The present figure is likely a representation of Vairocana, a celestial Buddha who is often regarded as the Dharmakaya or Bliss Body of the historical Buddha. Vairocana is also considered one of the Five Dhyani Buddhas, also known as the Five Wisdom Tathagatas, which are representations of the five qualities of the Buddha. The abhisheka mudra displayed by the present figure is one that is associated with Vairocana, along with the dharmadhatu and dharmachakra mudras. Unlike other Buddhas, Vairocana is often depicted wearing an elaborate five-tiered headdress, which may have been separately made and is no longer associated with the present figure. The simple robes that cling to the body reflect the simplicity and purity of Vairocana's character as a symbol of emptiness.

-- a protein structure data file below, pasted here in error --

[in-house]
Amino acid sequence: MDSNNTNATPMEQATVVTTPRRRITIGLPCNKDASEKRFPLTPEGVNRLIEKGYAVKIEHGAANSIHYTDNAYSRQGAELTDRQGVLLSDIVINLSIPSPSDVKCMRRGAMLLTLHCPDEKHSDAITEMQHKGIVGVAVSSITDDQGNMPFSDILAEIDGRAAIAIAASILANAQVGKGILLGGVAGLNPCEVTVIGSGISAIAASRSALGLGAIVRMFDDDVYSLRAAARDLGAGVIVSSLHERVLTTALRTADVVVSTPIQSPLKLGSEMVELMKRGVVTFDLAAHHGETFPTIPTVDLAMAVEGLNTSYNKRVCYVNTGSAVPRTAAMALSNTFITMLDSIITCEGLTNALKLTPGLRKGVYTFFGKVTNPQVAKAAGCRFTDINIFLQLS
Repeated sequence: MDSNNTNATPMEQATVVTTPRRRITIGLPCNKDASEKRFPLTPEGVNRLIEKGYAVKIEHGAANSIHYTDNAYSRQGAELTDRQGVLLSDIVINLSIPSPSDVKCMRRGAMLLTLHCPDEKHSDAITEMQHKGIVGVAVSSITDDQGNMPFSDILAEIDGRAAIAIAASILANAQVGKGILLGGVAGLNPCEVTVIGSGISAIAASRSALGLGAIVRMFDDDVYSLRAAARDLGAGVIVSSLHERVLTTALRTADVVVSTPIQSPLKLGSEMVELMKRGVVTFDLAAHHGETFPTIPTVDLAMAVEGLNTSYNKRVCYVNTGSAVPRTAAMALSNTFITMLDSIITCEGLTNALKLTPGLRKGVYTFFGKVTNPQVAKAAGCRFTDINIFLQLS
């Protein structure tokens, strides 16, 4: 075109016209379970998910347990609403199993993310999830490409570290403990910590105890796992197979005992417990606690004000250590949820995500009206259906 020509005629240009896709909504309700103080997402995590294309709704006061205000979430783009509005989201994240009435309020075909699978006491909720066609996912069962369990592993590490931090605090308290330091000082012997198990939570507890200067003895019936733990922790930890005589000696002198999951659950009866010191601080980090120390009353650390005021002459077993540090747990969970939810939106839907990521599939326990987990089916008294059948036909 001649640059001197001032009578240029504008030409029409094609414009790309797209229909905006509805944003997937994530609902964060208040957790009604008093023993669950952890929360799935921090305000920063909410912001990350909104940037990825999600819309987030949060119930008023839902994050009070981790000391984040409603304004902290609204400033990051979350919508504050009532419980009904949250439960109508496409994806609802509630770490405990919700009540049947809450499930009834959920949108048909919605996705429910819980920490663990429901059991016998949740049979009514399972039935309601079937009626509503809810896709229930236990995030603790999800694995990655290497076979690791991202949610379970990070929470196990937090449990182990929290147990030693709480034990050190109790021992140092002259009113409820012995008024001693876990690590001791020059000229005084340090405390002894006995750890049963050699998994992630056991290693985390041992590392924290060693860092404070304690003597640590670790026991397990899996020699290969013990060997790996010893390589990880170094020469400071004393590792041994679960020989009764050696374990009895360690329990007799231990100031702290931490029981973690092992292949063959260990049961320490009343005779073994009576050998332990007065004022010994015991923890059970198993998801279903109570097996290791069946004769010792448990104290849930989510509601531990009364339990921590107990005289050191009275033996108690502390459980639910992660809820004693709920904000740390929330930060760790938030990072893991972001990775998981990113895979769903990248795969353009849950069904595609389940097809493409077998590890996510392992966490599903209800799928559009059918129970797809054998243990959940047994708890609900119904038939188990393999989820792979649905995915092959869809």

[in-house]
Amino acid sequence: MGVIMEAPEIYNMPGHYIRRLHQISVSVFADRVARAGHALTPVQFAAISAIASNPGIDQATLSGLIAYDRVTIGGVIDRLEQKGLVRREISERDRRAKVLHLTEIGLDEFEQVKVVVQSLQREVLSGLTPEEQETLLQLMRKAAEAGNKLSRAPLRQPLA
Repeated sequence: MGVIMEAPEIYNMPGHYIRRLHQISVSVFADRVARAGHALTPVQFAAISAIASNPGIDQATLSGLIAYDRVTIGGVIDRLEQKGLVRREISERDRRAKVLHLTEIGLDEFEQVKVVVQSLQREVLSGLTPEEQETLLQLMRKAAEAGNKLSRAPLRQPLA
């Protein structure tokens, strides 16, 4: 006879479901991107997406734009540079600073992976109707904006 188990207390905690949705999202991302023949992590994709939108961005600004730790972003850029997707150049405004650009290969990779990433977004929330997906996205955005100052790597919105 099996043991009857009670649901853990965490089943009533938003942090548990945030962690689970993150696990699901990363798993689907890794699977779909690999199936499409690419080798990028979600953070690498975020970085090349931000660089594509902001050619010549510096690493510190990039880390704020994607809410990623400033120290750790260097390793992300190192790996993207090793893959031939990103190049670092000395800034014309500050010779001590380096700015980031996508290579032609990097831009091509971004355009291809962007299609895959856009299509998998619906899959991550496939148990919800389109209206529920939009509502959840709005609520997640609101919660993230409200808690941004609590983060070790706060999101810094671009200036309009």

When viewed from the side, the present figure of Vairocana can be seen bent slightly forward, with head looking down at a strong angle. It is quite likely that the present figure was once placed atop a tall pedestal or altar, and would have looked down at those who had come to worship. Similar posture can be seen on another massive (150 cm.) Yuan dynasty gilt-lacquered camphor wood figure of Vairocana included in the exhibition, Ancient Chinese Sculptural Treasures: Carvings in Wood, Kaohsiung Museum of Fine Arts, Kaohsiung, 1998, pp. 46-7, no. 1.